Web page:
Batteries and Solar Might Be Like Chocolate and Peanut Butter
David J. Petersen
Currently, the largest operating solar energy facility in Oregon is the 56 megawatt Gala Solar facility near Prineville, which generates electricity for Apple. But homegrown Oregon developer Obsidian Renewables has plans for something much, much bigger.
Six solar projects developed by Obsidian are already up and running in Oregon, including the 2.5 megawatt Black Cap and Lakeview projects in Lake County, which as recently as 2012 were the largest in Oregon. But the proposed 600 megawatt Obsidian Solar Center would dwarf them all, generating a supply of power equal to that of many fossil fuel-powered plants.
Although its size alone makes the proposal unique, it also comes with an interesting twist – batteries. The facility could be built with a corresponding "battery farm" to store power from the project or the grid for use later, when demand is high and the sun isn't shining. Obsidian believes the project could include batteries providing as much as 150 megawatts of storage for up to five hours, which is bigger than any battery facility operating in the United States at this time.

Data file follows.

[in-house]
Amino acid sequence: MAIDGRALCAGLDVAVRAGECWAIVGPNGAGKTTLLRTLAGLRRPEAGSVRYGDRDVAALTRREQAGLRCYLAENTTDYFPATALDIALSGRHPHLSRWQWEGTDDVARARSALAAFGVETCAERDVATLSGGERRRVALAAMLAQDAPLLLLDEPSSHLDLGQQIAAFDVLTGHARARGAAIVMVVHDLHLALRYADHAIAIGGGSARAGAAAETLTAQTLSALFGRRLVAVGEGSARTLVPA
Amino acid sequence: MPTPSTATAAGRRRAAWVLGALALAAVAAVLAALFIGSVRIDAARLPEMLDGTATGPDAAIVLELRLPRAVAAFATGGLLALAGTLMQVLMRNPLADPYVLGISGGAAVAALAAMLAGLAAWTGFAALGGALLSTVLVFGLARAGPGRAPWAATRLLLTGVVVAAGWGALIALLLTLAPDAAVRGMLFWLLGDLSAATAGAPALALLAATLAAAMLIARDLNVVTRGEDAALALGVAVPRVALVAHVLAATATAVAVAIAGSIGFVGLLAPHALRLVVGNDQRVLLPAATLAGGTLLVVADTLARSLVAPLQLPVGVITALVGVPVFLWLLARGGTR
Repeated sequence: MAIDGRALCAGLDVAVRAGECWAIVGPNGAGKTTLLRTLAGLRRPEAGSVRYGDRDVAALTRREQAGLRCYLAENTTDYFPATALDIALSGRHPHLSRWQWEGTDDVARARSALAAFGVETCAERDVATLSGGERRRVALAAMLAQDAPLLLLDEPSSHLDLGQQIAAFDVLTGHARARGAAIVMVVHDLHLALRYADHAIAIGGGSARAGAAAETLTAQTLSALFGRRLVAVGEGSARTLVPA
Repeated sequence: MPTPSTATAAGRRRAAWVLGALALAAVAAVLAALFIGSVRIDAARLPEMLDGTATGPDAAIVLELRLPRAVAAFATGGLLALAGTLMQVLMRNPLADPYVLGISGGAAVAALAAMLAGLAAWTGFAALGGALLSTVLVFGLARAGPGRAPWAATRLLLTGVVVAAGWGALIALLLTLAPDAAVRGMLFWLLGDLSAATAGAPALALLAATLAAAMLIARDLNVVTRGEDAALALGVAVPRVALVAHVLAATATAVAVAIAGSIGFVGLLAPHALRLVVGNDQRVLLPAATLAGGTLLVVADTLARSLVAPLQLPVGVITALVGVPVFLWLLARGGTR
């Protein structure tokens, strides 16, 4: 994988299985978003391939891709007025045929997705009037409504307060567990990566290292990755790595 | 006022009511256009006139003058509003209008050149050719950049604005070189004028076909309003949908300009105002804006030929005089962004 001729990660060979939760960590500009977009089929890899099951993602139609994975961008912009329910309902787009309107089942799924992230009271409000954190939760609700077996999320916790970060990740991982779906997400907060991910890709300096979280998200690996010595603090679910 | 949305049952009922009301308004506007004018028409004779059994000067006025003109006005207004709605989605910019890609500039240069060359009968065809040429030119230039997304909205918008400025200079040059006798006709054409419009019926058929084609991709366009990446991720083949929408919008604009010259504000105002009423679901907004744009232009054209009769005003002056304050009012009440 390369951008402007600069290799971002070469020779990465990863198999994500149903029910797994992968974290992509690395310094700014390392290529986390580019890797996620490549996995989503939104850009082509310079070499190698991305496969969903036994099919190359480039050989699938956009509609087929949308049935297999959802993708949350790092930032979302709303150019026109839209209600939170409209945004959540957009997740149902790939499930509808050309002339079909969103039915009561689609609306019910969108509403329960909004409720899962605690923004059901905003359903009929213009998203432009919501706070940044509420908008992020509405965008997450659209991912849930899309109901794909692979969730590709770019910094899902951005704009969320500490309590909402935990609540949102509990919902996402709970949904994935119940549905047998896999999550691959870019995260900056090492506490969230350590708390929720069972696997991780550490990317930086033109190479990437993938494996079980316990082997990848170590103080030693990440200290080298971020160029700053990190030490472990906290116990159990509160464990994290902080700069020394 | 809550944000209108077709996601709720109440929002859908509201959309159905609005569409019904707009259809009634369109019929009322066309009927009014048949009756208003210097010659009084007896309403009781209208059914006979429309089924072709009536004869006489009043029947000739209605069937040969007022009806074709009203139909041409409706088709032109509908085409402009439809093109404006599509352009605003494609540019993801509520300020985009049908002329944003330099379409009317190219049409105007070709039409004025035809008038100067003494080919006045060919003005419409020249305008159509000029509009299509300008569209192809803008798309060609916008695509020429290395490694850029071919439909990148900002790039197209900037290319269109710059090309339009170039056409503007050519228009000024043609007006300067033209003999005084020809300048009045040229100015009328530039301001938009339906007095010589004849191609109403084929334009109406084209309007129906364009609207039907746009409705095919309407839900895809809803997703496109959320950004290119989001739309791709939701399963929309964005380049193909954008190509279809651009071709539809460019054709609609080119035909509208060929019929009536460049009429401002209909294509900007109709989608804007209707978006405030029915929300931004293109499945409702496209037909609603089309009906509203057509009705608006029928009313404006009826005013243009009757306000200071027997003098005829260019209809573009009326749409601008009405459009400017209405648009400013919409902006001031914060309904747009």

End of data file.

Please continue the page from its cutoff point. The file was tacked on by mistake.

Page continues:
Renewable energy is often criticized for producing intermittent power when it is least needed, so combining generation with storage is by no means a new idea. In addition to batteries, other ideas include pumping water uphill with excess renewable energy when demand is low, to release into turbines later when demand is high, or doing the same with compressed air, stored either in a tank or underground. But with costs coming down rapidly, batteries are increasingly the technology with the best odds to corner the storage market. Colorado utility Xcel has received several attractive bids to develop solar or wind projects paired with batteries. A wind plus batteries facility built by carmaker Tesla in Australia is already getting rave reviews for its ability to quickly respond to power outages in that country's energy grid.
Obsidian has begun the process with the state Energy Facility Siting Council to obtain the necessary permits. Whether the project is ultimately built will depend on many factors, including the permitting process, energy prices, energy demand, and potential policy changes. But in the long run, combining renewable energy generation with batteries is a very promising potential solution to a clean energy future.